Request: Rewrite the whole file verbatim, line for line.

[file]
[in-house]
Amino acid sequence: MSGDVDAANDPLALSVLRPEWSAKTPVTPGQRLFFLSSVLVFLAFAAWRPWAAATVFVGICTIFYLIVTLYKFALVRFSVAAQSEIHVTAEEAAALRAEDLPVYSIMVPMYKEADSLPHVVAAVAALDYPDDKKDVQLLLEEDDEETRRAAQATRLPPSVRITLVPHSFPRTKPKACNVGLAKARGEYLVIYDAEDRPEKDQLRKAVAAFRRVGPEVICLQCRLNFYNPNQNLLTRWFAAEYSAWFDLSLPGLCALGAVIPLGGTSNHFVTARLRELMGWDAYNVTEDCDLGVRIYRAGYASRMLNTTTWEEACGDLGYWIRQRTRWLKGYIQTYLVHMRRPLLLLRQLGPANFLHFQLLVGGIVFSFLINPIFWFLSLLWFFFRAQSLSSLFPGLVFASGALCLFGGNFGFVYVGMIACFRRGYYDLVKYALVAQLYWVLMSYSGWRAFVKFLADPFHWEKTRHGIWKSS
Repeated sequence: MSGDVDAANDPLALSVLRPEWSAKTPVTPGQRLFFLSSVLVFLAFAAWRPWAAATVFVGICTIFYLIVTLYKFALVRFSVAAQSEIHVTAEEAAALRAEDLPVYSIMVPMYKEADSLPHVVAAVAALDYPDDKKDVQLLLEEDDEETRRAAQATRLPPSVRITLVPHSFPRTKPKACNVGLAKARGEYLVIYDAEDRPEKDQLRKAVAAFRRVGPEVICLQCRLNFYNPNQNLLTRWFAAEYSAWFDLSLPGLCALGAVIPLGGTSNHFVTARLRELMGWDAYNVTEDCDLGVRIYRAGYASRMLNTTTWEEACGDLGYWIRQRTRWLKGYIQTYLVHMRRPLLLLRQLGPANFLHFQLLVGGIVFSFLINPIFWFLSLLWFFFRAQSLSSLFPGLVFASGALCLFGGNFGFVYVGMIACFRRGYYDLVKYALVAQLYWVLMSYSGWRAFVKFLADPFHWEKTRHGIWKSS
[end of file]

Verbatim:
[in-house]
Amino acid sequence: MSGDVDAANDPLALSVLRPEWSAKTPVTPGQRLFFLSSVLVFLAFAAWRPWAAATVFVGICTIFYLIVTLYKFALVRFSVAAQSEIHVTAEEAAALRAEDLPVYSIMVPMYKEADSLPHVVAAVAALDYPDDKKDVQLLLEEDDEETRRAAQATRLPPSVRITLVPHSFPRTKPKACNVGLAKARGEYLVIYDAEDRPEKDQLRKAVAAFRRVGPEVICLQCRLNFYNPNQNLLTRWFAAEYSAWFDLSLPGLCALGAVIPLGGTSNHFVTARLRELMGWDAYNVTEDCDLGVRIYRAGYASRMLNTTTWEEACGDLGYWIRQRTRWLKGYIQTYLVHMRRPLLLLRQLGPANFLHFQLLVGGIVFSFLINPIFWFLSLLWFFFRAQSLSSLFPGLVFASGALCLFGGNFGFVYVGMIACFRRGYYDLVKYALVAQLYWVLMSYSGWRAFVKFLADPFHWEKTRHGIWKSS
Repeated sequence: MSGDVDAANDPLALSVLRPEWSAKTPVTPGQRLFFLSSVLVFLAFAAWRPWAAATVFVGICTIFYLIVTLYKFALVRFSVAAQSEIHVTAEEAAALRAEDLPVYSIMVPMYKEADSLPHVVAAVAALDYPDDKKDVQLLLEEDDEETRRAAQATRLPPSVRITLVPHSFPRTKPKACNVGLAKARGEYLVIYDAEDRPEKDQLRKAVAAFRRVGPEVICLQCRLNFYNPNQNLLTRWFAAEYSAWFDLSLPGLCALGAVIPLGGTSNHFVTARLRELMGWDAYNVTEDCDLGVRIYRAGYASRMLNTTTWEEACGDLGYWIRQRTRWLKGYIQTYLVHMRRPLLLLRQLGPANFLHFQLLVGGIVFSFLINPIFWFLSLLWFFFRAQSLSSLFPGLVFASGALCLFGGNFGFVYVGMIACFRRGYYDLVKYALVAQLYWVLMSYSGWRAFVKFLADPFHWEKTRHGIWKSS